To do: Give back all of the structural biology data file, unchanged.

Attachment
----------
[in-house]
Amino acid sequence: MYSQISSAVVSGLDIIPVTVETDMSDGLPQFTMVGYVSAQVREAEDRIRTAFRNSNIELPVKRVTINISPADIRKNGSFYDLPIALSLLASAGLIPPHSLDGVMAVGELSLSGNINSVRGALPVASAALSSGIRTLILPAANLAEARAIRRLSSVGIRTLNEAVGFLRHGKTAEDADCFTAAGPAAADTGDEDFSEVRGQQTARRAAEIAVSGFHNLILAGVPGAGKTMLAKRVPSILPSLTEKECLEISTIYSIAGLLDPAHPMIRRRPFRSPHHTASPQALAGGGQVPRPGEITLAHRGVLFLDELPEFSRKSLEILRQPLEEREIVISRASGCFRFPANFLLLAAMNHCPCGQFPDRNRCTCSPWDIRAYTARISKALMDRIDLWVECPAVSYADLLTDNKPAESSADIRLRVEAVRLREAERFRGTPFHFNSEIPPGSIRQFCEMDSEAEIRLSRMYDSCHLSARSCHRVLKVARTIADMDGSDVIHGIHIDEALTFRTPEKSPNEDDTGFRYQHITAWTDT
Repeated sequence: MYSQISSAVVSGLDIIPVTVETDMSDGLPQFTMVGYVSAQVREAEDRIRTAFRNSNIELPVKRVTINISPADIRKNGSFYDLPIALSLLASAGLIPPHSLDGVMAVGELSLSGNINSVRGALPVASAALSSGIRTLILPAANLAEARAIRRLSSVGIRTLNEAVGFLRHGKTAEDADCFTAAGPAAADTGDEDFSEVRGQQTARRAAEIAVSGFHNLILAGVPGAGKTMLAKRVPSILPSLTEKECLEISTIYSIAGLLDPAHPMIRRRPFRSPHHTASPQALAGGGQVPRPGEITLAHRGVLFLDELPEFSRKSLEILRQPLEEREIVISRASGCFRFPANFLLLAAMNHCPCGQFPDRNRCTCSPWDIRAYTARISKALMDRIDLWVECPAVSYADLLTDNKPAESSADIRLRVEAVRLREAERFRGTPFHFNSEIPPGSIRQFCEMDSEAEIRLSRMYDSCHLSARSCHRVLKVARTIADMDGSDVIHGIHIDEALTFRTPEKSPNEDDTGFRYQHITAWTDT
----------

[in-house]
Amino acid sequence: MYSQISSAVVSGLDIIPVTVETDMSDGLPQFTMVGYVSAQVREAEDRIRTAFRNSNIELPVKRVTINISPADIRKNGSFYDLPIALSLLASAGLIPPHSLDGVMAVGELSLSGNINSVRGALPVASAALSSGIRTLILPAANLAEARAIRRLSSVGIRTLNEAVGFLRHGKTAEDADCFTAAGPAAADTGDEDFSEVRGQQTARRAAEIAVSGFHNLILAGVPGAGKTMLAKRVPSILPSLTEKECLEISTIYSIAGLLDPAHPMIRRRPFRSPHHTASPQALAGGGQVPRPGEITLAHRGVLFLDELPEFSRKSLEILRQPLEEREIVISRASGCFRFPANFLLLAAMNHCPCGQFPDRNRCTCSPWDIRAYTARISKALMDRIDLWVECPAVSYADLLTDNKPAESSADIRLRVEAVRLREAERFRGTPFHFNSEIPPGSIRQFCEMDSEAEIRLSRMYDSCHLSARSCHRVLKVARTIADMDGSDVIHGIHIDEALTFRTPEKSPNEDDTGFRYQHITAWTDT
Repeated sequence: MYSQISSAVVSGLDIIPVTVETDMSDGLPQFTMVGYVSAQVREAEDRIRTAFRNSNIELPVKRVTINISPADIRKNGSFYDLPIALSLLASAGLIPPHSLDGVMAVGELSLSGNINSVRGALPVASAALSSGIRTLILPAANLAEARAIRRLSSVGIRTLNEAVGFLRHGKTAEDADCFTAAGPAAADTGDEDFSEVRGQQTARRAAEIAVSGFHNLILAGVPGAGKTMLAKRVPSILPSLTEKECLEISTIYSIAGLLDPAHPMIRRRPFRSPHHTASPQALAGGGQVPRPGEITLAHRGVLFLDELPEFSRKSLEILRQPLEEREIVISRASGCFRFPANFLLLAAMNHCPCGQFPDRNRCTCSPWDIRAYTARISKALMDRIDLWVECPAVSYADLLTDNKPAESSADIRLRVEAVRLREAERFRGTPFHFNSEIPPGSIRQFCEMDSEAEIRLSRMYDSCHLSARSCHRVLKVARTIADMDGSDVIHGIHIDEALTFRTPEKSPNEDDTGFRYQHITAWTDT